Wire mix up blamed for failure of Spain’s first rocket launch mission

The failure of a European rocket just minutes after lift-off was caused by a production mistake that led to a wiring mix-up and altered the trajectory, its operator said on Tuesday.

Wire mix up blamed for failure of Spain's first rocket launch mission
Photo: Arianespace

The Vega, the lightest of Arianespace's three payload rockets, malfunctioned about eight minutes after launch from the space centre at Kourou, in French Guiana in South America, on Monday.

It broke up in the atmosphere before falling into the Atlantic Ocean, destroying the two satellites it was carrying, including one that would have placed Spain's first into orbit.

Arianespace CEO Stephane Israel said the wire mix-up was made while the launcher was being built by Avio in Italy.   

“It's not a design problem,” he told a press conference, as was the case with a previous Vega failure in July 2019.

“Everything was going as planned during the first part of the flight, but we lost control after the ignition of the fourth rocket stage,” said Roland Lagier, Arianespace's technical director.   

Arianespace and the European Space Agency plan to set up an independent commission to investigate the cause of the failure and determine why any mistakes were not discovered sooner.

“We'll fix it, and we'll be back even stronger,” Israel said, adding that future launch schedules would be maintained.

He nonetheless apologised for the loss of the two satellites: Spain had planned to put up its first Earth observation satellite for the European Space Agency (ESA).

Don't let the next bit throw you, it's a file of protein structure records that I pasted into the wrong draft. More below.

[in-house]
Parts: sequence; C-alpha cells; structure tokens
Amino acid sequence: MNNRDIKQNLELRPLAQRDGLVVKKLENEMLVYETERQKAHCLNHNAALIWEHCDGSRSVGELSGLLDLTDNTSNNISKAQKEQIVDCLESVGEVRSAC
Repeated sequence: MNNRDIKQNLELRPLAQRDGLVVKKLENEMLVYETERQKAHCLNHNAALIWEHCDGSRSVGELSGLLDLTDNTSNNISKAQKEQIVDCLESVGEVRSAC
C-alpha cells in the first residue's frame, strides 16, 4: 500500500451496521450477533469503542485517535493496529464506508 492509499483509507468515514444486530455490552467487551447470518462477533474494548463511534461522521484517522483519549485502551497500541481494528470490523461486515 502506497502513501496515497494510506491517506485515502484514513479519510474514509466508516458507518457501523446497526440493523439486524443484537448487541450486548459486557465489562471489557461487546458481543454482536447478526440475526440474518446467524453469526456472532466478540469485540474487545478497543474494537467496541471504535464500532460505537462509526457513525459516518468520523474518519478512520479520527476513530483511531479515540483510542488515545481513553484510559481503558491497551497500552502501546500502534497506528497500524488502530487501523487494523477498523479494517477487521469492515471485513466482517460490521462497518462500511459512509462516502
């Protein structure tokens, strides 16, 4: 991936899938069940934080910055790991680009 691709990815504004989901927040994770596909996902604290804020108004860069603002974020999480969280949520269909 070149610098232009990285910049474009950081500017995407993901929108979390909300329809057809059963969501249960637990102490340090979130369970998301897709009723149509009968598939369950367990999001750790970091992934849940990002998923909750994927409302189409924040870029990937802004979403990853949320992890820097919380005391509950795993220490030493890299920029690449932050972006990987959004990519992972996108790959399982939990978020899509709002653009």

The mission would also have placed into orbit Taranis, a French satellite designed to observe extremely bright electrical phenomena in the planet's upper atmosphere.


Member comments

Log in here to leave a comment.
Become a Member to leave a comment.


IN PICS: Spectacular images of snow-covered Spain from the air

Satellite images show Spain under a blanket of snow after Storm Filomena dumped the heaviest snowfall recorded in Spain for half a century.

IN PICS: Spectacular images of snow-covered Spain from the air
Photo captured by Sentinel-2 de Copernicus, ESA

The photo appears like a black and white image but infact was produced in colour.

Here's a video showing the footage from the Copernicus Satellite, Sentinel 2.

This video of Madrid was taken from a helicopter on Sunday by a team from ENAIRE (Gestor de Navegación Aérea en España) 

A video released by air traffic control at Madrid's Adolfo Suarez Barajas airport provides a pilots view of landing a plan during the big freeze on Tuesday morning. 


Even Tenerife had a dusting of snow, captured here on Spain's tallest peak, Mount Telde.